Posts Tagged ‘City Slang’

Lambchop

Kurt Wagner, and his rotating cast of musicians who’ve make up Lambchop at one point or another have been making music since the mid-1980’s and have tried their hand at pretty much every style going. Back in the autumn of 2019, Kurt had an idea, instead of heading out on a financially unviable tour, he would instead invite his current band into the studio to make a covers record. Each member would bring a track of their choosing and in a single day, take control over recording their chosen song. The result is the upcoming album, “Trip”, out in November, and previewed this week in the shape of the band’s take on the Wilco-classic, “Reservations”. Lambchop announced a new covers record. Titled Trip, the album includes six cover songs, each selected by a different member of the band.

In addition to songs popularized by the Supremes, George Jones, and Stevie Wonder, Trip includes “Weather Blues,” a previously unreleased song written by Yo La Tengo bassist James McNew.

Reservations” was picked by Matthew McCaughan, after much stressing about his choice, “I decided I would pick a song that, while I love it, and know it, it wasn’t one that had been on repeat for months at some point in my life, nor was it one that is permanently tied to some memory of my own“. Part of the thinking behind the choice was not so much about the original, but instead what Lambchop could make of it, here Kurt’s vocal is pushed up in the mix, with the fizz and the hum of the original chorus replaced by cooed vocal harmonies and dancing woodwind melodies. What Lambchop’s version hangs onto is the beautiful simplicity of Jeff Tweedy’s lyrics, the line, “I’ve got reservations about so many things, but not about you”, still every bit as wonderful as the first time you heard it. As Kurt says of the project, and his career as a whole, “it’s been a trip”, if they also sound this enticing it’s a journey we’re going to want to make many more times.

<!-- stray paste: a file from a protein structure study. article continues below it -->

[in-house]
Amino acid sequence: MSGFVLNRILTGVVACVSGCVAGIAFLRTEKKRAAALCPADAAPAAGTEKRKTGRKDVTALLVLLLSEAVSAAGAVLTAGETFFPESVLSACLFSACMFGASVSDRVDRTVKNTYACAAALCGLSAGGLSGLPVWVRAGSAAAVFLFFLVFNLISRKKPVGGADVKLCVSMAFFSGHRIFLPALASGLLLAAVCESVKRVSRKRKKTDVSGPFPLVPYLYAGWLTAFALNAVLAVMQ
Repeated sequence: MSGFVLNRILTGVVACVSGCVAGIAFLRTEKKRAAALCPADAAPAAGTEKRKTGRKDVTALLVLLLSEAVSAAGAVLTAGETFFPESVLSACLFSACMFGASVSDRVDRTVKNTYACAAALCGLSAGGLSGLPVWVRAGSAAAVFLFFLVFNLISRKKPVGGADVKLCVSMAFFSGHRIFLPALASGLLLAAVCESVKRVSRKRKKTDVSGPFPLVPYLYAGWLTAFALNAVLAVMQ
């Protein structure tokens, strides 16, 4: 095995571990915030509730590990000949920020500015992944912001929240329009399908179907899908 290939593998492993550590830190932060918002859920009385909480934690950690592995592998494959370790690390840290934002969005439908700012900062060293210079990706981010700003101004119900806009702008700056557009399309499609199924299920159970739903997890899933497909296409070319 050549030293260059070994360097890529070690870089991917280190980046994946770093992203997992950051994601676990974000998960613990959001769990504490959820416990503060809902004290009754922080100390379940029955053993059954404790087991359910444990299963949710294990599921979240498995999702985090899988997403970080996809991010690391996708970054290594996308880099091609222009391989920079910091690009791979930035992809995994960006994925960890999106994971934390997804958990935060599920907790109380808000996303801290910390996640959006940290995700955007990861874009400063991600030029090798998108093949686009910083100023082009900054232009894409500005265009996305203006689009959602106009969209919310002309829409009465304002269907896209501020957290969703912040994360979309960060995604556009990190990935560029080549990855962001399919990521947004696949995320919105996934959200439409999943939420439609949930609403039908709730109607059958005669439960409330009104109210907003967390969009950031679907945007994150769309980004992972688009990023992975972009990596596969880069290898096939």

Taken from Trip, out November 13th, 2020 on Merge and City Slang.

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Quiet Signs sounds like a lost Paisley Underground classic. The delicate piano, flute, organ and string arrangements for “Fare Thee Well” and “Poly Blue” have a lush, chamber pop vim that work wonders around Jessica Pratt’s enchanting voice. The record’s B-side glows with an arresting late-night clarity – especially “This Time Around.” A perfect late night soundtrack.

The singer/songwriter somehow brings a maximalist energy to a record so subdued you’ll refrain from speaking during its quivering 27 minutes, for fear of disturbing the peace. Quiet Signs is a convincing argument for simplicity. Jessica Pratt has a very, very restrained way of supplying strength and relief during our hectic moment. Her songs are so quiet they almost don’t even exist, but maybe that’s how we need to feel for just a moment—like we’re just air. These tracks aren’t immediately satisfactory. They emit tranquility only if you’re willing to devote your full attention—and perhaps repeated listens. In under 30 minutes and in just nine songs, Pratt produces a warm, bewitching alternate dimension—but not the kind you fall into in a nightmare or thriller. The universe she’s fashioned for herself is more paradisal.

Taken from the new album ‘Quiet Signs’ Out Now on Vinyl / CD / Digital via City Slang and Mexican Summer